Unite has renewed calls for an inquiry into toxic cabin air after nearly 200 British Airways passengers had to be evacuated after their aircraft filled with smoke.
The flight from London Heathrow on Monday (5 August) was minutes away from reaching its destination of Valencia when smoke began pouring into the cabin.
After an emergency landing at Valencia, cabin crew evacuated the passengers – three of whom were taken to hospital and later discharged.
Passenger Gayle Fitzpatrick, from Glasgow, described the terrifying scene to PA Media.
She said, “It was very scary. The flight was just ending, and with 10 minutes to go, it started descending rapidly as smoke started to fill the cabin.
“The crew… started to wear full oxygen masks and protective fire wear. Eventually they managed to open the emergency doors and told us to go down the chutes. There were fire engines waiting and then we were all ushered into a bus to the airport.”
Analysis by toxic cabin air campaigners suggests the same plane involved in Monday’s incident suffered two prior fume events in June leading to the aircraft being grounded.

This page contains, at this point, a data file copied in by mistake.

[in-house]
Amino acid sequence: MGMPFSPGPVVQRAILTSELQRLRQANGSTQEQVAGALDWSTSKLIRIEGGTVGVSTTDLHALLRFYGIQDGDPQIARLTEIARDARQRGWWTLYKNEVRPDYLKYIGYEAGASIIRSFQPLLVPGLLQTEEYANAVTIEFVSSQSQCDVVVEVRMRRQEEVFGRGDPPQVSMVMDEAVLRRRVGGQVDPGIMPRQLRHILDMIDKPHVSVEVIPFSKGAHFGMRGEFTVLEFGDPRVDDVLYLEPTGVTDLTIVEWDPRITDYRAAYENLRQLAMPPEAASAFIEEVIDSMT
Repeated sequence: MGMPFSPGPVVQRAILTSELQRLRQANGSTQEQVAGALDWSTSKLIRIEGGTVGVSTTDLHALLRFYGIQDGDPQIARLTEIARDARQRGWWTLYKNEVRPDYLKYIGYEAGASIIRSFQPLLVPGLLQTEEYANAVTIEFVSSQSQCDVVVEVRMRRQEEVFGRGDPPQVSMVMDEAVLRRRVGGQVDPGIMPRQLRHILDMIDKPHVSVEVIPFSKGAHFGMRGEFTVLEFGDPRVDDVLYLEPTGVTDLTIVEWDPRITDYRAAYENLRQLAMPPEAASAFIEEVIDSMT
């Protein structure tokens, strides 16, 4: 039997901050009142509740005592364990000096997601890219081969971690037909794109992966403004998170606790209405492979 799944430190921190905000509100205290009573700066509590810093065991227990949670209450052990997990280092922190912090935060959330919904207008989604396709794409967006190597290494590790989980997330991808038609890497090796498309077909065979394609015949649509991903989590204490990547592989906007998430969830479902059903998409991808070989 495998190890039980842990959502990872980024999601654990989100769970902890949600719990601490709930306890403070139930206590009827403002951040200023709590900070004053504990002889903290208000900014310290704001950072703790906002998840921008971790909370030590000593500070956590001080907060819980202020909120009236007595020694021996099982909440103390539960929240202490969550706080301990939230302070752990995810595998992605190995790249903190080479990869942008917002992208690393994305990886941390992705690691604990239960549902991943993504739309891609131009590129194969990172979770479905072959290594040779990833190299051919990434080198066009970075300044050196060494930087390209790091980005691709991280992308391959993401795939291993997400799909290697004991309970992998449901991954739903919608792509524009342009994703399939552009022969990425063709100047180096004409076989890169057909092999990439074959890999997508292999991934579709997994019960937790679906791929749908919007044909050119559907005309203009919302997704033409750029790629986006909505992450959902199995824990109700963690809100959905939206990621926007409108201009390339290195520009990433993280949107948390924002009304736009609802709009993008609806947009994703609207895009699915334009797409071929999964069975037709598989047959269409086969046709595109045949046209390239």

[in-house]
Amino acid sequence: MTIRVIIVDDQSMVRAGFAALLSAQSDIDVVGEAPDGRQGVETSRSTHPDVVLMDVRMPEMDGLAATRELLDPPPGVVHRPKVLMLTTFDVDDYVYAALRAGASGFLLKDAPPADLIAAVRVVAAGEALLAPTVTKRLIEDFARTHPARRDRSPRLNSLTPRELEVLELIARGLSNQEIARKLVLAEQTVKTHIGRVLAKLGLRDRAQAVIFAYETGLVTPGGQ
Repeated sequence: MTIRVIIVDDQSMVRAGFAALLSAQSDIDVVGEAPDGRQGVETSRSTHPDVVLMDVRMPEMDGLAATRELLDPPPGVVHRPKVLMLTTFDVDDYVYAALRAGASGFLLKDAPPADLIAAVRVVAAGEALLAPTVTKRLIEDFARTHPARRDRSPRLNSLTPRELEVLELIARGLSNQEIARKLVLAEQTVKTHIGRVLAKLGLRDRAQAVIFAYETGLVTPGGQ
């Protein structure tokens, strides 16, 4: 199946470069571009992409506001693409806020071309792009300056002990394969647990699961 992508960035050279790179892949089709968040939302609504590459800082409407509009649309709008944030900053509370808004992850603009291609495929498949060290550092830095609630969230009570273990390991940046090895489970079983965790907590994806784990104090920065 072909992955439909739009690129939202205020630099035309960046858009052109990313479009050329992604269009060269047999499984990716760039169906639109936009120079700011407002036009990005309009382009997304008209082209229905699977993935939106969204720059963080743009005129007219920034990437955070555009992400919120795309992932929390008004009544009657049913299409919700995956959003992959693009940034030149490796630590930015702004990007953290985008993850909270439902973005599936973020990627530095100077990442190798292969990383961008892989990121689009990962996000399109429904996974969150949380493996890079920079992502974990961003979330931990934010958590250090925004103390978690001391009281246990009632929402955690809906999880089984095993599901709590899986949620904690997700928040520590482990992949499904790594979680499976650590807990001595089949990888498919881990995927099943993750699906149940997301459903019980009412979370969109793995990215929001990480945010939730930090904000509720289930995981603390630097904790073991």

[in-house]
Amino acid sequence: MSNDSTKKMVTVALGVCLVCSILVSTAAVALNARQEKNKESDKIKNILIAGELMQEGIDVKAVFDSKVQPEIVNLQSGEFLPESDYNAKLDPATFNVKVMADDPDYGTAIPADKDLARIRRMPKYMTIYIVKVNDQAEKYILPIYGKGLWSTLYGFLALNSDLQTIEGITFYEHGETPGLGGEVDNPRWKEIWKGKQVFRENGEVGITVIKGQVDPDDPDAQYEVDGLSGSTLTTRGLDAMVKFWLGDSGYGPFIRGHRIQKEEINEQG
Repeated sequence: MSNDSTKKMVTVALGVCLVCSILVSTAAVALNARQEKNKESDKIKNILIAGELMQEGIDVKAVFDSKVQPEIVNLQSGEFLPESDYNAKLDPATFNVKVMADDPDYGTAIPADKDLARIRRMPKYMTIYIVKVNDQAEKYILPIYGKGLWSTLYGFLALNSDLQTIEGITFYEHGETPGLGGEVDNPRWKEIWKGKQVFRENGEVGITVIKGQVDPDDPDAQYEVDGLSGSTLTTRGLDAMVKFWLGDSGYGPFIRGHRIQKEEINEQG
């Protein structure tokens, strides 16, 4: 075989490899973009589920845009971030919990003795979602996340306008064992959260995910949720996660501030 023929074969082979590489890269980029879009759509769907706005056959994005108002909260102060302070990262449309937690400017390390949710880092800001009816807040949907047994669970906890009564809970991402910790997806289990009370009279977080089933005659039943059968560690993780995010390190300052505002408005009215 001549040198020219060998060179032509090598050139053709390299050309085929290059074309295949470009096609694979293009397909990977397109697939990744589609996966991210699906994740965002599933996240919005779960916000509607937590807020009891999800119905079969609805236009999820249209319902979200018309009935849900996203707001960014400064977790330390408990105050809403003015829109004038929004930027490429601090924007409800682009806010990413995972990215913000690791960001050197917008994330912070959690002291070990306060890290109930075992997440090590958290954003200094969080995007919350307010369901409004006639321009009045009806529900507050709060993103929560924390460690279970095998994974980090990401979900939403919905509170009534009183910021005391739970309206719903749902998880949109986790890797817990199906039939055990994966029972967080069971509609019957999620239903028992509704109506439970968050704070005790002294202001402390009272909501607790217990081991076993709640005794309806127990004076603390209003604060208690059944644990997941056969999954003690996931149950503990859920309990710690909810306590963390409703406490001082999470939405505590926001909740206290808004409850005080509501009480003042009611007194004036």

The analysis of industry sources also suggests that were over 40 fume events in June this year.
Unite is currently supporting 51 high court actions against five UK airlines after independent expert evidence concluded that the air in most commercial airline cabins can contain a toxic mix of chemicals and compounds.
The union backed claims allege that expert medical evidence shows long term exposure to contaminated cabin air or to high dose ‘fume events’ can lead to pilots and crew members developing chronic ill health and life threatening conditions.
‘Brushed under the carpet’
Unite assistant general secretary for legal affairs Howard Beckett said, “Far too often fume events like these go unreported and are brushed under the carpet by the airline industry. This latest fume event only came to light because members of the media were on board the flight.
“The airline industry cannot continue to hide from the issue of toxic cabin air whilst placing the health and safety of aircrew at risk. We need a public inquiry into the extent of fume events and toxic cabin air. The airline industry must start to take responsibility and clean up the cabin air on jet planes.”
Unite urges anyone involved in a fume event to log it on the union’s fume event register.